Symphony No. 107 – The Bard: cacophonous improvisational music reflecting the chaos and lack of purpose in modern Western society

MEV, Symphony No. 107 – The Bard, Australia, Black Truffle Records, BT104 vinyl LP (2023)

Surprise, surprise, Black Truffle master chef Oren Ambrarchi has uncovered a hitherto unreleased archival recording made by the improvising trio MEV (Musica Elettronica Viva) at a concert they gave in Bard College, New York, in 2012. Originally founded in Rome in 1966 by American expat musicians, MEV had a fluid line-up of several members in its early years but by 2012, the year this recording was made, MEV consisted of three founding members: Alvin Curran, Frederic Rzewski and Richard Teitelbaum. Of these three, Alvin Curran is the sole survivor, Teitelbaum having passed away in 2020 and Rzewski in 2021.

On the two tracks featured here, each MEV member pursues his particular path, Teitelbaum messing with synths, Curran concentrating on cut-up samples and Rzewski working on prepared piano. No matter that each musician is following his own musical journey, the sounds they make end up intertwined even as they travel in parallel. The first track starts quietly, even delicately, but builds up in a seesaw way as a droning harmonica oversees a wheezy nauseous orchestral set-up and a wooden object is being scraped and maybe peeled of its shavings. In its last five or six minutes the track becomes a cantankerous beast of fragmented piano melodies and noisy samples. Track II is a much more skittery piece with samples, odd noises and disorderly plink-plonk piano tune fragments. Blaring trumpet and other orchestral noises, samples of hip hop music and Hollywood movie dialogue, demented piano playing and various electronic effects make for a soundtrack that replicates the cacophony and meaninglessness of modern life in a post-modern world. In the last four minutes of the track, a sampled voice repeating “protest and the good of the world” plays over and over, among other spoken word samples, as if to remind audiences that MEV stood for more than just the freedom to play improvised, unstructured music.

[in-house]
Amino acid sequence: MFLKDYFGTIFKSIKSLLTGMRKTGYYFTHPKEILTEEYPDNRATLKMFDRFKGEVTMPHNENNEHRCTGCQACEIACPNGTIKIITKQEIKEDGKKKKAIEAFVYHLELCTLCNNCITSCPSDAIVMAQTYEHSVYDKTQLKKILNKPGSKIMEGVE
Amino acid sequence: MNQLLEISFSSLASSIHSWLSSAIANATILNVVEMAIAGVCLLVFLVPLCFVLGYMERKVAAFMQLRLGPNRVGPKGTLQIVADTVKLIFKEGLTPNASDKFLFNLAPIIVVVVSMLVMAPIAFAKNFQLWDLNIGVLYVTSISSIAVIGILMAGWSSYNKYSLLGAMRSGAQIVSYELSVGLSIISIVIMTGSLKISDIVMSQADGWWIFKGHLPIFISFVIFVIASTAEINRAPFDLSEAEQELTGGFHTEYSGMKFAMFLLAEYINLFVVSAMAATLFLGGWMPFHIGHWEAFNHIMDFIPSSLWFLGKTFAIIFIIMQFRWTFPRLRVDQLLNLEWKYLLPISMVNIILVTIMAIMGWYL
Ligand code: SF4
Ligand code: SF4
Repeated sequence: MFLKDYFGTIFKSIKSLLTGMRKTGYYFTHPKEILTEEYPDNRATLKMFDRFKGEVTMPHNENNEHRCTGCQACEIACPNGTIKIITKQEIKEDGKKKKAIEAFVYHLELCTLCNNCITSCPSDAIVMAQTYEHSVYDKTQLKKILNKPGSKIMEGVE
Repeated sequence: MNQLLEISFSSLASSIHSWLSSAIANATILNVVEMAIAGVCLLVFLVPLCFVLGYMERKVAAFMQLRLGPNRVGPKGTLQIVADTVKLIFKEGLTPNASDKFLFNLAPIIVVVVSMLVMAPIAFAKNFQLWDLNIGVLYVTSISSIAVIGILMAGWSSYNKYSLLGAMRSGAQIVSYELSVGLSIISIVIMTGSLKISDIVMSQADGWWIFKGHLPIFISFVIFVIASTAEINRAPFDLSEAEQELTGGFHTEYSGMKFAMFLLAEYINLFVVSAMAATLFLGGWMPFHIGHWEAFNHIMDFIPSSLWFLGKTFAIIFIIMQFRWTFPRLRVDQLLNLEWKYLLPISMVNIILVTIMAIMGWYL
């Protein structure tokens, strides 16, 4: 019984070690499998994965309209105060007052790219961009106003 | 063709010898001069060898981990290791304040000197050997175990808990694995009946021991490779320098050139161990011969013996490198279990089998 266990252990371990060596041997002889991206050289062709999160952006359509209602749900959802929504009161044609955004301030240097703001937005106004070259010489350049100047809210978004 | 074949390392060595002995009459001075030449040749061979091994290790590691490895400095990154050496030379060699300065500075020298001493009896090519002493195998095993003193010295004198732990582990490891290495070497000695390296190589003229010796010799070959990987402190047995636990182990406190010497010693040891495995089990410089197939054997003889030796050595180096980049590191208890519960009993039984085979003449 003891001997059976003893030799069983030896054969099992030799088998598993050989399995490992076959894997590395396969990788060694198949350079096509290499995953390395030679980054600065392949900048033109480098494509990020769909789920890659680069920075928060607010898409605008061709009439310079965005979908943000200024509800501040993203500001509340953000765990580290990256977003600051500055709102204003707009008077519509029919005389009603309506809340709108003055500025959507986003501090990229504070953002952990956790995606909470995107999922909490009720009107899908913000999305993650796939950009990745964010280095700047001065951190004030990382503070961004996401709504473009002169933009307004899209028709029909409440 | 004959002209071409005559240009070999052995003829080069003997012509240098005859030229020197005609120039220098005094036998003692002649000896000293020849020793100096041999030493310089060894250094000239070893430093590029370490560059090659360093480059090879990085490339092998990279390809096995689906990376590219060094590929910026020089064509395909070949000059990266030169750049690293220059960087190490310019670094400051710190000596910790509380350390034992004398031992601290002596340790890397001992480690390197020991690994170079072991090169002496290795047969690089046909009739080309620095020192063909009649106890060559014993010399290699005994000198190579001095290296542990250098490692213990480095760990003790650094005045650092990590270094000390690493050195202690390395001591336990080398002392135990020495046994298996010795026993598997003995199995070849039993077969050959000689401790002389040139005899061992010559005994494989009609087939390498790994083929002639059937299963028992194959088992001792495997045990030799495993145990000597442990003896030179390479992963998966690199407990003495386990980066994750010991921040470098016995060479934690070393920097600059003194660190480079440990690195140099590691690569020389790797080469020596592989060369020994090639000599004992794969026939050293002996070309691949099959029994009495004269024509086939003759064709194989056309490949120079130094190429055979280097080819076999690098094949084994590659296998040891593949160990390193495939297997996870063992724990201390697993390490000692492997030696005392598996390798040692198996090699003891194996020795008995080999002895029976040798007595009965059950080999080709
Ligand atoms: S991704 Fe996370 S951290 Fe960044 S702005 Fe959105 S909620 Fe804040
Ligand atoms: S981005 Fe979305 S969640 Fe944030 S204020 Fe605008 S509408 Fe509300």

For those unfamiliar with the work of MEV, this album is certainly an eye-opener, or rather an ear-opener as it assails your senses with music that frequently sounds very absurdist, calling our attention to the nature of a society that, in its greed for more profit and more material trinkets, comes to have no apparent purpose other than to lurch from one short-term sensation to another and stealing, exploiting and destroying lands and resources belonging to others while doing so.

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